Biomass program costs soar

Dec 11, 2009

A new farm bill program originally projected to cost $70 million over five years will cost taxpayers $514 million by the end of March.

That’s how much the White House Office of Management and Budget (OMB) has allocated USDA to pay for the Biomass Crop Assistance Program (BCAP) until a final rule for BCAP is finally in place.

While OMB has approved the $514 million interim funding, the proposed rule for how BCAP is supposed to work has been at the OMB since Sept. 22 awaiting approval. Once USDA gets the rule back, the department will conduct a 60-day comment period before completing the rule.

Under the 2008 farm bill, the BCAP was going to be a small incentive to help spur the new bioeconomy by creating markets for non-food and non-feed biomass crops. That meant crop waste that had no market could then be converted into a possible revenue stream for farmers and other landowners.

The $514 million is going to a program that the Congressional Budget Office projected last year would cost $70 million over the life of the farm bill. But, as written in the 2008 farm bill, a provision dealing with the “collection, harvest storage and transportation” of bio mass has no statutory funding cap. The farm bill stated USDA can use “such sums as are necessary” to administer the program.

USDA put out a notice of funds availability for BCAP in June, though the final rules for the program had not been written. Companies that burned or converted wood waste swarmed to sign up and get their facilities certified. By early November, 140 facilities nationally had been certified. That number has ballooned to 285 approved facilities now, according to an updated list on USDA’s website.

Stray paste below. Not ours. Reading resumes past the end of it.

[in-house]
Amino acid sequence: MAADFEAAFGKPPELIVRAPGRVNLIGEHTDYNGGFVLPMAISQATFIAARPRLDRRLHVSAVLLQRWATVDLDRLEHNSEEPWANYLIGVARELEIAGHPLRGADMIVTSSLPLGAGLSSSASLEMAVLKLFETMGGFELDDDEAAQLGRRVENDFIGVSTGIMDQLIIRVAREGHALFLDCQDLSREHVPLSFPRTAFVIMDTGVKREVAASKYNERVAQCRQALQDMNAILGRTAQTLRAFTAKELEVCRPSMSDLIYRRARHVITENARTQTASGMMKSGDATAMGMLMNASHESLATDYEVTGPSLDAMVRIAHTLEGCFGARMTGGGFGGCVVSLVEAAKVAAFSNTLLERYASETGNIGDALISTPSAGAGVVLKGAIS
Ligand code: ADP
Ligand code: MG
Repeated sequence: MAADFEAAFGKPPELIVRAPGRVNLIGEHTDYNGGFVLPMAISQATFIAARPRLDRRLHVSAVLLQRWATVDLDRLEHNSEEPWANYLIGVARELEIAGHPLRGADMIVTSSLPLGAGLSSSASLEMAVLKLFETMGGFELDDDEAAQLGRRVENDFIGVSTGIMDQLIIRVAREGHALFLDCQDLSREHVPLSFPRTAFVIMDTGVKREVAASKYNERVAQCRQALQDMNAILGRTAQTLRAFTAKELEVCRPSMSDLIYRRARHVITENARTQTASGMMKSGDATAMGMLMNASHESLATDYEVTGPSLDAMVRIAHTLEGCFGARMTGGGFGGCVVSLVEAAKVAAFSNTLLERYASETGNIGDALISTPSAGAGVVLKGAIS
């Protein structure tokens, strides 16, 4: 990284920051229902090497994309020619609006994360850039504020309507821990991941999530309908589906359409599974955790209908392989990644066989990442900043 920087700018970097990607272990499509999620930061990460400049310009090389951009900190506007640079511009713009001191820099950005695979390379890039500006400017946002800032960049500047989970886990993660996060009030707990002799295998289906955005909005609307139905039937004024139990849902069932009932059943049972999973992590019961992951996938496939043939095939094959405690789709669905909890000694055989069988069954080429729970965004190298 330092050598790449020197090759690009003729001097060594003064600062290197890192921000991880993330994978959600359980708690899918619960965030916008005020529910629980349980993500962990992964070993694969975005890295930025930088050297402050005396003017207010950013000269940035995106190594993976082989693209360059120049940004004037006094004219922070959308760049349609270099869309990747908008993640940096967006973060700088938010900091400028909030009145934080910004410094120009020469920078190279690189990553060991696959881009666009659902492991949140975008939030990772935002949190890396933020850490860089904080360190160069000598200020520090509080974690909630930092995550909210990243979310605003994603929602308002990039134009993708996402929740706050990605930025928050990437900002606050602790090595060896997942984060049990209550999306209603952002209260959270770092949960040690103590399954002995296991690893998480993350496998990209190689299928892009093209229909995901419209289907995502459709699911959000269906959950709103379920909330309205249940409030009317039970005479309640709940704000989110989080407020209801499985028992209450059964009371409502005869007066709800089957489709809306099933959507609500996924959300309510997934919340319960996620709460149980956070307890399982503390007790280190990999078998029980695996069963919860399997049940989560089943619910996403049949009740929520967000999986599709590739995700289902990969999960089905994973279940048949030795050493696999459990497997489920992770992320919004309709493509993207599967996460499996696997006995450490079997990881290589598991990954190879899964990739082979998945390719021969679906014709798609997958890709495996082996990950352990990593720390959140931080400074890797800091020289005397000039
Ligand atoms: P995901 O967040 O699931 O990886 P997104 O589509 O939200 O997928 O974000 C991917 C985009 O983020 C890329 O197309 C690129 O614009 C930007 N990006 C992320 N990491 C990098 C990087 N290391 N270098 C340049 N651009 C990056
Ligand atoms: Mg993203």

The program pays landowners, farmers or waste haulers up to $45 per dry ton delivered to help offset costs to those approved facilities for conversion, storage or transportation. For wet or “green” wood, the payment amounts to $22.50 a ton.

Analysts in the paper industry see companies approved for BCAP able to underbid competitors, and still the landowner or contractor delivering the wood gets more money because of the matching federal payment. Industry reports state BCAP will “over-inflate the market,” with timber companies expected to be the biggest beneficiaries of the program and sawmills getting some benefit from the sale of residuals.

People are also getting BCAP payments to deliver woody biomass to companies that largely export all of their products. One South Carolina company issued a news release stating its facility was qualified under BCAP. The company converts waste wood from sawmills into briquettes that are shipped to Europe.

Acknowledging the soaring initial costs, the USDA official said other programs in the past such as the Conservation Reserve Program (CRP) have had fits and starts and seen their share of criticism, but problems were smoothed out as the CRP matured. BCAP also provides potential in several areas, such as helping Midwest states deal with possible greenhouse-gas caps on carbon emissions.

With BCAP, “The agriculture community and rural electric cooperatives could move into renewable energy without any real significant (coal plant) upgrades,” the official said.

Further, USDA officials also see potential for BCAP to address issues such as invasive plants or species. Trees killed by pine beetles could be harvested under BCAP and sold for energy, or the invasive kudzu plant could also be harvested and converted to biomass as well. — Chris Clayton, DTN